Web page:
Stephen A. Douglas
In retrospect, it seems likely that a majority of white Americans, North and South, may well have shared Stephen Douglas's views: his spread-eagle nationalism, his hostility toward Britain, his ardent support for westward expansion, his racism, and his lack of concern over the morality of slavery. But as political opinion grew increasingly polarized, Douglas would lose out.
In April 1860, the Democratic party assembled in Charleston, South Carolina to select a presidential nominee. Southern delegates insisted that the party endorse a federal code to guarantee the rights of slaveholders in the territories. When the convention rejected the proposal, delegates from the deep South walked out. The remaining delegates reassembled six weeks later in Baltimore and selected Stephen Douglas as their candidate. Southern Democrats proceeded to choose John C. Breckinridge as their presidential nominee.
In this confidential letter, Stephen Douglas candidly assesses the political problems he faced during the 1860 campaign.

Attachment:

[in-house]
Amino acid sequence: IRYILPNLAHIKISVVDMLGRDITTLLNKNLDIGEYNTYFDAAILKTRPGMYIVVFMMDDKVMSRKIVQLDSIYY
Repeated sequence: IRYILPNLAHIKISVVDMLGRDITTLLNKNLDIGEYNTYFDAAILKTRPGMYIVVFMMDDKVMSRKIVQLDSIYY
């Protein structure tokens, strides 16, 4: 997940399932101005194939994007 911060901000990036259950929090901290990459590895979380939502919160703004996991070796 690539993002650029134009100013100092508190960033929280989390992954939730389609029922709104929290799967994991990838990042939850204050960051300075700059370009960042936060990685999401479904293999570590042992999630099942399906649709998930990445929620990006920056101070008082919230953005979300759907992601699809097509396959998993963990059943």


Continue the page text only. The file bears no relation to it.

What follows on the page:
Nothing but the constant demands on my time night and day has prevented my writing you before and returning the grateful service of my obligations to you. Our friends here are organizing thoroughly for the fight. The executive committee...have already entered upon their duties and will be...vigilant until the election. Our friends are forming their electoral ticket in every State in the South as well as the North. We receive the most alarming news from New York, Penn, N Jersey etc. The demonstrations for Breckenridge in the states are said to have been gotten up by the Republicans in order to elevate the crisis.... The Telegraphic reports about a compromise by running a double headed ticket is...recognized by our friends as a miserable trick, disgraceful to those who propose it and insulting to us. It is said here that a scheme has been formed to deceive...our friends.... I am informed that one of your Senators has said within the last two days that "Douglas would be the candidate in Missouri by common consent until after the August election, but that he would be thrown overboard & Breckenridge would be taken up." The Secessionists & the administration are counting largely on this movement['s'] success.... It cannot be denied that...[this act of] treachery...discourages the timid. One blast from your trumpet will blow this scheme to atoms. The Secessionsts are becoming alarmed & desperate. They are dismayed by the coolness, energy and determination of your friends. The reaction in our favor has already commenced. A bold fight in the South will enable us to make great [gains] at the North.